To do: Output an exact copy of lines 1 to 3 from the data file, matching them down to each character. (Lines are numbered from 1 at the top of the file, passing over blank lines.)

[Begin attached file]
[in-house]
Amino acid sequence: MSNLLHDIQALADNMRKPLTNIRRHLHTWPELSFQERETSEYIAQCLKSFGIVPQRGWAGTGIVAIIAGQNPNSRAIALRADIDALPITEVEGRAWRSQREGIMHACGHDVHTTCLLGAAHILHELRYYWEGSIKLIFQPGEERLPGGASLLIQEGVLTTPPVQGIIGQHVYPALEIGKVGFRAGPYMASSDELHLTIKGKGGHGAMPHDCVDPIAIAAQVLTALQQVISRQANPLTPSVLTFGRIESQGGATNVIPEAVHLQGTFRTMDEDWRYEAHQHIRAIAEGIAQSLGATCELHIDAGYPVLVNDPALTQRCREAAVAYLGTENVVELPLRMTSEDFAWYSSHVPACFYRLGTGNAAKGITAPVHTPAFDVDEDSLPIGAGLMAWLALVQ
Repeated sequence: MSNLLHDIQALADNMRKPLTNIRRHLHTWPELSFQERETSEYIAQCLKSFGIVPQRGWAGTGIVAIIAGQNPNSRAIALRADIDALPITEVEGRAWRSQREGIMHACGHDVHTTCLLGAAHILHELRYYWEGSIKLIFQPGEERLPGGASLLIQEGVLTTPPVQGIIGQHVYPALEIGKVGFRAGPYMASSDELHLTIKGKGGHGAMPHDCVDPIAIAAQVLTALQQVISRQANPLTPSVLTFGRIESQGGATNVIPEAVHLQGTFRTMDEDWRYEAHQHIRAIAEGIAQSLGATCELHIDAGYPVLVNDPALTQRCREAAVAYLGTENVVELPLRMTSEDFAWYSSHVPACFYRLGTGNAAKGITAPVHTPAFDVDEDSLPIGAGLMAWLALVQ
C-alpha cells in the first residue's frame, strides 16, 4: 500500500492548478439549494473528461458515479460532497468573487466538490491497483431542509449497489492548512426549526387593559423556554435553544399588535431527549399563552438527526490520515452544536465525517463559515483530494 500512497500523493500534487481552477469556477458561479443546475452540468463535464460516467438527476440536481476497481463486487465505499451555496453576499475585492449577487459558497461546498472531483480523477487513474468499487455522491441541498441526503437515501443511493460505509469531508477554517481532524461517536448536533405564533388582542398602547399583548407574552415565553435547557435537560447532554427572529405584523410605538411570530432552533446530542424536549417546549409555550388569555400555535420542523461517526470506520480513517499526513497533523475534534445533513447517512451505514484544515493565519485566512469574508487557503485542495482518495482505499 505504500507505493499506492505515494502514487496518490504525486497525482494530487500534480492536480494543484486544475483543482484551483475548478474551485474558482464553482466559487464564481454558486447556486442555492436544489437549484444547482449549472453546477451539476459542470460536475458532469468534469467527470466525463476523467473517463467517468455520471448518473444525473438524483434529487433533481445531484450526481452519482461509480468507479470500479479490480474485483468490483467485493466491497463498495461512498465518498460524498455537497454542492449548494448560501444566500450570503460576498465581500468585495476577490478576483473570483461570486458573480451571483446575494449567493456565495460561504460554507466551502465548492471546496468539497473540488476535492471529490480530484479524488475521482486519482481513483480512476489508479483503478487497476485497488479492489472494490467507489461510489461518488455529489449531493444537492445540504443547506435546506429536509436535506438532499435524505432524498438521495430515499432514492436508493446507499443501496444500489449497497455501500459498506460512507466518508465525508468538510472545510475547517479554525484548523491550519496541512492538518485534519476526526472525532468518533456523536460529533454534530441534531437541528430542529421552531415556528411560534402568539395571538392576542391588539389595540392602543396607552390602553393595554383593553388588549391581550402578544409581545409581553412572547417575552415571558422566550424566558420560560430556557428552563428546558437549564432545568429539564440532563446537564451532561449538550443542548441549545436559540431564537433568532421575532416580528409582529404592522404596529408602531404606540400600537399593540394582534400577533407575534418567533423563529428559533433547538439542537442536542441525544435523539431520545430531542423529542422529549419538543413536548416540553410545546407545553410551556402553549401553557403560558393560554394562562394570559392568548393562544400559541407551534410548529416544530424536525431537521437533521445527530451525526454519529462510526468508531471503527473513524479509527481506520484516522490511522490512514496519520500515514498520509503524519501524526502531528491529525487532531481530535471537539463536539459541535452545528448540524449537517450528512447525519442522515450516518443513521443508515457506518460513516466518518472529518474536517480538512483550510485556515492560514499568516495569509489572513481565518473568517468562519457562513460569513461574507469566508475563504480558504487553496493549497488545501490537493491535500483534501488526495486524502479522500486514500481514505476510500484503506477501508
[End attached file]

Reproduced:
[in-house]
Amino acid sequence: MSNLLHDIQALADNMRKPLTNIRRHLHTWPELSFQERETSEYIAQCLKSFGIVPQRGWAGTGIVAIIAGQNPNSRAIALRADIDALPITEVEGRAWRSQREGIMHACGHDVHTTCLLGAAHILHELRYYWEGSIKLIFQPGEERLPGGASLLIQEGVLTTPPVQGIIGQHVYPALEIGKVGFRAGPYMASSDELHLTIKGKGGHGAMPHDCVDPIAIAAQVLTALQQVISRQANPLTPSVLTFGRIESQGGATNVIPEAVHLQGTFRTMDEDWRYEAHQHIRAIAEGIAQSLGATCELHIDAGYPVLVNDPALTQRCREAAVAYLGTENVVELPLRMTSEDFAWYSSHVPACFYRLGTGNAAKGITAPVHTPAFDVDEDSLPIGAGLMAWLALVQ
Repeated sequence: MSNLLHDIQALADNMRKPLTNIRRHLHTWPELSFQERETSEYIAQCLKSFGIVPQRGWAGTGIVAIIAGQNPNSRAIALRADIDALPITEVEGRAWRSQREGIMHACGHDVHTTCLLGAAHILHELRYYWEGSIKLIFQPGEERLPGGASLLIQEGVLTTPPVQGIIGQHVYPALEIGKVGFRAGPYMASSDELHLTIKGKGGHGAMPHDCVDPIAIAAQVLTALQQVISRQANPLTPSVLTFGRIESQGGATNVIPEAVHLQGTFRTMDEDWRYEAHQHIRAIAEGIAQSLGATCELHIDAGYPVLVNDPALTQRCREAAVAYLGTENVVELPLRMTSEDFAWYSSHVPACFYRLGTGNAAKGITAPVHTPAFDVDEDSLPIGAGLMAWLALVQ